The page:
exceed 2.5 min. When blending foods that tend to foam, use blender at low speed and
remove aliquot from below liquid/foam interface.
5.5.4. Check pH of the food suspension. If the pH is outside the range of 5.5-7.5, adjust
pH to 7.0 with sterile 1N NaOH or 1N HCl.
5.5.5. Allow the food homogenate (1 in 10 dilution) of dry foods to stand at room
temperature for 15 min. In all other instances, continue the analysis without this delay.
5.5.6. Prepare succeeding decimal dilutions as required using a separate sterile pipette for
making each transfer. Shake dilutions 25 times through a 1-foot (30 cm) arc in
approximately 7 seconds.
5.5.7. Shake all dilutions immediately prior to making transfers to ensure uniform distribution
of the microorganisms present.
5.5.8. Inoculate each of separate sets of five tubes of LST broth with each dilution to be
tested, according to the scheme in (Table II) as follows.
5.5.9. Inoculate each of the five tubes of 10 mL single strength LST broth (first row) with 1
mL of the10 -1 dilution. Inoculate each of the five tubes of succeeding rows of single strength
LST with 1 mL additional dilutions.
5.5.10. Follow incubation of LST and confirmation steps for coliforms, faecal coliforms and
E. coli as required. Compute MPN per g (mL) of food (per 100 g of shellfish or fish
products or per 100mL of water) convert the number of gas-positive tubes to MPN values.
5.6. Incubation of LST
5.6.1. In order to verify growth conditions in the elevated temperature water baths,
inoculate one LST broth tube with the MPN broths positive control and one LST broth tube
with the MPN negative control, for each bath used. Transfer into all media used at different
stages of the procedure. Set up an uninoculated tube of medium corresponding to each step
in the procedure as a media control.
5.6.2. Mix inoculum and medium by gently shaking or rotating the tubes, but avoid
entrapping air in the gas vials.
57
5.6.3. Incubate the inoculated LST broth tubes at 35oC for 24 ± 2 h. Examine for gas
formation (gas formation may be either a gas bubble or effervescence), record results, and
begin the confirmed coliform, faecal coliform, and E. coli tests for all gas-positive tubes, as
required.
5.6.4. Incubate gas-negative tubes (except raw shellfish and fish products) for an additional
24 ± 2 h, examine, record the number of additional gas-positive tubes, add to the result
obtained in 5.6.3 and begin the confirmed coliform, faecal coliform and E. coli tests for the
additional gas-positive tubes, as required.
5.6.5. The absence of gas in all of the tubes at the end of 48 ± 4 h (24 ± 2 h for raw
shellfish and fish products) of incubation constitutes a negative presumptive test.
5.7. Confirmation Steps for Determination of Coliforms
5.7.1. Use BGLB broth dispensed in 10 mL volumes in tubes containing gas vials.
5.7.2. Shake or rotate the positive LST broth tubes to mix the contents and transfer one
loopful from each tube to a tube of BGLB broth (avoid transferring pellicle). Sterile wood
applicator sticks or other appropriate transfer devices may be used for making the transfers.
5.7.3. Mix inoculum and medium by gently shaking or rotating the tubes, but avoid
entrapping air in the gas vials.
5.7.4. Incubate the inoculated BGLB broth tubes at 35oC for 24 ± 2 h. Examine for gas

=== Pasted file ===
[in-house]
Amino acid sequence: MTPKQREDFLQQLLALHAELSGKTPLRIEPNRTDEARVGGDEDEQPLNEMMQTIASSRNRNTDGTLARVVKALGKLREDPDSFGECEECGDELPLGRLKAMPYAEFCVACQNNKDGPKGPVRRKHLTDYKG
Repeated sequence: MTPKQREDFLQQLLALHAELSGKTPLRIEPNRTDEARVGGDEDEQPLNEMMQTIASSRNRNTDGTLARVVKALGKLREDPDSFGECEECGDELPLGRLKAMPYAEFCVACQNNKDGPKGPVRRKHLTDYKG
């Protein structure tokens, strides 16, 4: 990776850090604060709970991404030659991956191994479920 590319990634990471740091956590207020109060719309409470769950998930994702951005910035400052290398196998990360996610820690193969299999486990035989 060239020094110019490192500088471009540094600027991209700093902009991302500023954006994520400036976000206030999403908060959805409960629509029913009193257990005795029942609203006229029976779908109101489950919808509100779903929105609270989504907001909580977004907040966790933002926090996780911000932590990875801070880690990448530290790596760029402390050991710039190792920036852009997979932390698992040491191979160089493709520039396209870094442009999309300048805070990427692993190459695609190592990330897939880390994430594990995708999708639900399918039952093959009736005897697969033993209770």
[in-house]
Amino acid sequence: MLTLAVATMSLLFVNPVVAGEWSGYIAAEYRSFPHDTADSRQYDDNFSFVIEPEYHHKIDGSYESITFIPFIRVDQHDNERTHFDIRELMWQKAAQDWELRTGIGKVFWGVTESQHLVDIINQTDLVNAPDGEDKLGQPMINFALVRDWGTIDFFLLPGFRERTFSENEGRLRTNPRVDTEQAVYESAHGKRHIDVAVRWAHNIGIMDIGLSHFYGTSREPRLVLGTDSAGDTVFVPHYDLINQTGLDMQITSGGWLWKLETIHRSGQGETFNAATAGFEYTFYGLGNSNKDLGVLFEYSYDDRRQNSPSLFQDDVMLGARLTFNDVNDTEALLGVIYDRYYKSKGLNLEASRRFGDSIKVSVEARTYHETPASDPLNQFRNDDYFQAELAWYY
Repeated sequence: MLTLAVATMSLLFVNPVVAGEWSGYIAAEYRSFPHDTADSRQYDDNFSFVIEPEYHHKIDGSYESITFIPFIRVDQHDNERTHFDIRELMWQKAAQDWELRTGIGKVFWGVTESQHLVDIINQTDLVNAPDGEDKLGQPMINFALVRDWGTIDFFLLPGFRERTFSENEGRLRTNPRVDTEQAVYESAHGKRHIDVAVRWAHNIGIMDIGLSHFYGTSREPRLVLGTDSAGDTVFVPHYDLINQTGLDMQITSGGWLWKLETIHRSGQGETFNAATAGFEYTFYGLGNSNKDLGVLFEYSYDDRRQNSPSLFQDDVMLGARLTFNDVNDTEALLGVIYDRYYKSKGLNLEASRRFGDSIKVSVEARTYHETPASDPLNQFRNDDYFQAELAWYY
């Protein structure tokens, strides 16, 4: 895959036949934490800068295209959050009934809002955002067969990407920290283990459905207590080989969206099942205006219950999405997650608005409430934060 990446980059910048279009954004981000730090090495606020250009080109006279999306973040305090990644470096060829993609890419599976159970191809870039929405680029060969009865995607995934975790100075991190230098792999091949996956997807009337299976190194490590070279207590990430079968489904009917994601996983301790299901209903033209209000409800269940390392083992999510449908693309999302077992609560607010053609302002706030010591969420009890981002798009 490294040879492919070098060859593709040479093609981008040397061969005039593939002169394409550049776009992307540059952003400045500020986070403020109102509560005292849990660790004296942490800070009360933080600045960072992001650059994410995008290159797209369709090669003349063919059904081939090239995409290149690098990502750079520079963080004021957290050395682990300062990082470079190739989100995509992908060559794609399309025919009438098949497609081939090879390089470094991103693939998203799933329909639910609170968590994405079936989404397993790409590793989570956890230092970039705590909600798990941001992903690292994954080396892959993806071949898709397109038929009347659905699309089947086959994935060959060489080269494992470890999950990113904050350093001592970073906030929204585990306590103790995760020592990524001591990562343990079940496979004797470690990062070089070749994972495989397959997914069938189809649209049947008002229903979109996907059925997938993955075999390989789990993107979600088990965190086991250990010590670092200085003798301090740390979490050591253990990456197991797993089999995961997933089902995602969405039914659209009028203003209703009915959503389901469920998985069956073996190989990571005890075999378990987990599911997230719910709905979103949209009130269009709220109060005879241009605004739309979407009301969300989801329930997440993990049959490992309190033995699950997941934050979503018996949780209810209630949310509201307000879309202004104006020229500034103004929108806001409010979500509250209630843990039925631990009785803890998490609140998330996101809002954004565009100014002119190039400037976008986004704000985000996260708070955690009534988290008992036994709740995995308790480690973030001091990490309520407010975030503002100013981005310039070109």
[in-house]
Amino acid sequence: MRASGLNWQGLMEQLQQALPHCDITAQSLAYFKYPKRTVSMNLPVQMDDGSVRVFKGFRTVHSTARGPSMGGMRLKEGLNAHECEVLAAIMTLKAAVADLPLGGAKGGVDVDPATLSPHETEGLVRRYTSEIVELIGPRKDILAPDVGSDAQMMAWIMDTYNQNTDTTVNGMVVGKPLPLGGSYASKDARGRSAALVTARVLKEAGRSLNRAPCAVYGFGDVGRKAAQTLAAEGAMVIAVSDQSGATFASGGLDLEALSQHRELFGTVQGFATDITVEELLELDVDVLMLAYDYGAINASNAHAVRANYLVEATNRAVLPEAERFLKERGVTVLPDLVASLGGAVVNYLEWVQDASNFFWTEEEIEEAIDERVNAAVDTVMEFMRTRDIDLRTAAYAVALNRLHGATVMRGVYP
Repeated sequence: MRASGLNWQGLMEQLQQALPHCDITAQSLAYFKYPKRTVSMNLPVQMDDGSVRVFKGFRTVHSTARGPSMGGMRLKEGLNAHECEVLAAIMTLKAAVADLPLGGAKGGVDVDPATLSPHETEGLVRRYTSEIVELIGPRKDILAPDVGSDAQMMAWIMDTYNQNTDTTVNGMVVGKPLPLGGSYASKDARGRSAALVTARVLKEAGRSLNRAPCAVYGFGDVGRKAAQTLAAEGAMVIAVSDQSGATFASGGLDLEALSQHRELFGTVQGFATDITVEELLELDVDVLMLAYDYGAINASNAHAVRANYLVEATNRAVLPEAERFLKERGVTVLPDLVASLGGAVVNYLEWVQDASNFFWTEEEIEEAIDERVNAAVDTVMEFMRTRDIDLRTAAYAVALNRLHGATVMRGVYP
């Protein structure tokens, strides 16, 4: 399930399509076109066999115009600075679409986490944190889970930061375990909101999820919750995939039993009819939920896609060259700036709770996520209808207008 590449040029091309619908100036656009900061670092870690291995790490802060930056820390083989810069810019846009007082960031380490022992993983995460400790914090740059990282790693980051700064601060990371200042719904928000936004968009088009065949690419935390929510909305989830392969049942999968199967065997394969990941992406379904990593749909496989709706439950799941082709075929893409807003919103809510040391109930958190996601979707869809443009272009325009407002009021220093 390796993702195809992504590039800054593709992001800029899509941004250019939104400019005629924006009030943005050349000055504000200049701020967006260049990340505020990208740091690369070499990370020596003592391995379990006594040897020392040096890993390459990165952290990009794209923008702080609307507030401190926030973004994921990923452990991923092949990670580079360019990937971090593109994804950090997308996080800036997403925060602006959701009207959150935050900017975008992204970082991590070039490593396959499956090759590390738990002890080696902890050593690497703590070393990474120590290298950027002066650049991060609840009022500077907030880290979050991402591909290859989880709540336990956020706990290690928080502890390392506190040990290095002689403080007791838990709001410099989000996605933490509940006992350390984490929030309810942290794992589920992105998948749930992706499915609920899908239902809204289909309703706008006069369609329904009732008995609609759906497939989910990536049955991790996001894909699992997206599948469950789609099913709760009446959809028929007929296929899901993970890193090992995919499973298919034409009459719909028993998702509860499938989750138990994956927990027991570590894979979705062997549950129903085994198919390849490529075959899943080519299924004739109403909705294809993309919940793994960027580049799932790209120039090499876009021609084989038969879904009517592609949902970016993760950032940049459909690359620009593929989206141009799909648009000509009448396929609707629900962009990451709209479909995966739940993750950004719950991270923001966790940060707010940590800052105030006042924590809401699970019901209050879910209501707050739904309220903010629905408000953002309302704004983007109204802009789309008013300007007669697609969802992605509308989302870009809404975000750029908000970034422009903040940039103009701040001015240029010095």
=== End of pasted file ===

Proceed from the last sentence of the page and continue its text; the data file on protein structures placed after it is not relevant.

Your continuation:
formation (gas bubble or effervescence) and record results.
5.7.5. Incubate gas-negative tubes for an additional 24 ± 2 h, re-examine, record the
numbers of additional gas-positive tubes and add to the result obtained in 5.7.4.
5.7.6. Formation of gas during 48 ± 4 h incubation constitutes a positive confirmed test.
5.7.7. Compute the MPN of Confirmed Coliforms per g (mL) of food (per 100 g of
shellfish or fish products or per 100 mL of water) convert the number of gas-positive tubes
to MPN values.
5.8. Confirmation Steps for Determination of Faecal Coliforms
5.8.1. Use EC broth (with or without MUG), dispensed in 10 mL volumes in tubes
containing gas vials.
5.8.2. Shake or rotate the positive LST broth tubes (obtained in 5.6) to mix the contents
and transfer one loopful from each tube to a tube of EC broth (avoid transferring pellicles).
Sterile wood applicator sticks or other appropriate transfer devices may be used for making
the transfers. This transfer should be made simultaneously with 5.7 above
5.8.3. Mix inoculum and medium by gently shaking or rotating the tubes, but avoid
entrapping air in the gas vials.
5.8.4. Incubate the inoculated EC broth tubes in a water bath at 45oC for 24 ± 2 h (for
shellfish and fish products analysis incubate at 44.5oC). Maintain the water level in the bath
at least 1 cm above the level of the medium in the tubes.
58
5.8.5. Examine for gas production (gas bubble or effervescence), record results, and begin
on the same day E. coli identification for all gas-positive tubes (5.9).
5.8.6. Incubate gas-negative tubes (except raw shellfish and fish products) for an additional
24 ± 2 h, examine, record the number of additional gas-positive tubes, add to the results
obtained in 5.8.5 and begin the E. coli identification for the additional gas-positive tubes.
5.8.7. The absence of gas in all of the tubes at the end of 48 ± 4 h (24 ± 2 h for raw
shellfish and fish products) of incubation constitutes a negative presumptive test.
5.8.8. Formation of gas during 48 ± 4 h (24 ± 2 h for raw shellfish and fish products)
incubation constitutes a positive faecal coliform test.
5.8.9. Tubes containing EC-MUG broth should also be examined under UV light (366 nm)